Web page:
In Australia the department store sector has surrendered almost one third of its market share since peaking in the mid 1980’s (Herald Sun November 8, 2011). They are between a rock and hard place, with online and specialty retailers earnestly chipping away at their customer base. For the financial year just past Myer suffered a 5.5% decline in sales and David Jones a 3.2% contraction. Interestingly during the same period many luxury brands reported growth, so it is not all being driven by the new cautionary consumer mindset so prevalent in Australia.
From David Jones we have heard very little about how new CEO Paul Zahra is going to tackle the problem. But in the other camp Myer’s chief executive Bernie Brookes is taking an approach that has some merit. Firstly, Myer is lifting its aspirations in the online space, seeking to generate as much as 10% of its sales revenue online. It has always been such a huge puzzle as to why Myer has been so slow to staking its claim in the online world. If you reflect on one of the advantages Myer has over specialty store online offers, it is its diverse array of brands and product. The fact that it has a wider choice is something they need to leverage. Likewise they have a reputation for accepting product returns with an absolute minimum, a service dimension that they should duly transfer to any online transactions.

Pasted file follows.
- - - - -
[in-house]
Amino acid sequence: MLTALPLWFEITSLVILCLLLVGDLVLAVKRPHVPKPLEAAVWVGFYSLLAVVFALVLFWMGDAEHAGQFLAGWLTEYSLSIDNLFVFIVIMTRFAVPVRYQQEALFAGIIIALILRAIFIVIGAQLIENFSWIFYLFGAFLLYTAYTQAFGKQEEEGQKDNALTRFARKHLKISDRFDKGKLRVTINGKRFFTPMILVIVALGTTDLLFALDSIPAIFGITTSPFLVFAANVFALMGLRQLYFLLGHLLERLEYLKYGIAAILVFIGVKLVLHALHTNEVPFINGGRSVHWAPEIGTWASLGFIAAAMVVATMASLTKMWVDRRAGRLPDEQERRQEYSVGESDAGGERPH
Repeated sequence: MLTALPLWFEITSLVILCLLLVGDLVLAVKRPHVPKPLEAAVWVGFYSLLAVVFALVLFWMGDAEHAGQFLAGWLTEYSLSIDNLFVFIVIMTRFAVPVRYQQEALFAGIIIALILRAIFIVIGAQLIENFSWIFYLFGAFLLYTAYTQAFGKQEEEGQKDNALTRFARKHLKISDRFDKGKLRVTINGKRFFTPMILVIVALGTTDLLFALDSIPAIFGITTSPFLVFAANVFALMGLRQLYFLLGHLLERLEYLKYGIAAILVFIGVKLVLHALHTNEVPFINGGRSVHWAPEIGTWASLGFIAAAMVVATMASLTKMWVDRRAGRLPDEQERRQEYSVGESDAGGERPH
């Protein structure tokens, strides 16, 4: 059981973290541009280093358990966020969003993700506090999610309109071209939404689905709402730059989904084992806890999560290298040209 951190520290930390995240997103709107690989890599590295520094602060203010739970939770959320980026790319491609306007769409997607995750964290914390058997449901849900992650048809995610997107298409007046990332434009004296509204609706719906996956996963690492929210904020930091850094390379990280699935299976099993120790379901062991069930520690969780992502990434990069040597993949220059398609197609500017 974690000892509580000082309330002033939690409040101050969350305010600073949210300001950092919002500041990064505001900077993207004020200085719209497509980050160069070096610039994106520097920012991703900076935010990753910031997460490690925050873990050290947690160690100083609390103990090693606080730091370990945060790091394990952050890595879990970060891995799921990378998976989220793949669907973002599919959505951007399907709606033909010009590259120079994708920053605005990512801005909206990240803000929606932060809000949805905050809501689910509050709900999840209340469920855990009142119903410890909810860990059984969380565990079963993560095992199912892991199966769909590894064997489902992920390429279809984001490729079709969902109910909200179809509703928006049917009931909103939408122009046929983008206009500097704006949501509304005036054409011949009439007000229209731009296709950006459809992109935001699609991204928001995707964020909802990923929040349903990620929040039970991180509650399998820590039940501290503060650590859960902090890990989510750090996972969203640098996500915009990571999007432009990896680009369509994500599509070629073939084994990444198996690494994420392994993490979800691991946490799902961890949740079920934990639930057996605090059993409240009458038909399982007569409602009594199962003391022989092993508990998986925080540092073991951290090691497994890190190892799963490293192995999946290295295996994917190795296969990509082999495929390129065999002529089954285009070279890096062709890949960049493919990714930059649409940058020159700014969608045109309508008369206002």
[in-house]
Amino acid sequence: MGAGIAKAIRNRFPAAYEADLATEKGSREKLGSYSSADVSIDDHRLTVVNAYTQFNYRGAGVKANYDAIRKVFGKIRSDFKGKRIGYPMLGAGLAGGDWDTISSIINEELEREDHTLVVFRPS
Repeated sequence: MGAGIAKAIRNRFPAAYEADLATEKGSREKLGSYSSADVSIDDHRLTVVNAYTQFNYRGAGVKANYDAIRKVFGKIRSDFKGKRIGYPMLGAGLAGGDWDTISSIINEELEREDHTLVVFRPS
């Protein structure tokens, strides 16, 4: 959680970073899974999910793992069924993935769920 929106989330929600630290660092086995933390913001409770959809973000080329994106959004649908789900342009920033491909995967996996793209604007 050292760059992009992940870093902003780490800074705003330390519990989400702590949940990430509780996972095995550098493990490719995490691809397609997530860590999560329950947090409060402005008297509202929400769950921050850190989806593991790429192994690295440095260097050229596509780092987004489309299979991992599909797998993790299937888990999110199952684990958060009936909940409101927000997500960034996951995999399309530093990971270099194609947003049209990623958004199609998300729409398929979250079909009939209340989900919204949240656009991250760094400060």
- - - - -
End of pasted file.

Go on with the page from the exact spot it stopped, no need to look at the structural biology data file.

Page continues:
But it is Bernie Brooke’s stated approach to customer service that I think has real merit. He is suggesting that Myer will adopt a far more strategic mindset. Myer is going to concentrate on putting additional people in the high traffic areas of its stores eg women’s fashion, shoes, cosmetics – any place where individual attention is needed to convert customer interest into sales. Myer is in a superb position to know where it should place its additional customer service resources, as it over 5 million shoppers with a Myer store card in their hands, and therefore has the richest shopping behaviour data of any retailer in Australia. But it needs to be used intelligently.
Myer will only succeed if it can truly transform its customer service experience into a great one. Being selective about where those more magical personal experiences should play out, is an important enabling step. Myer is beginning move away from a one size fits all and is adopt a more agile and considered brand management approach. The proof will be in the Christmas pudding, but a big tick for intent.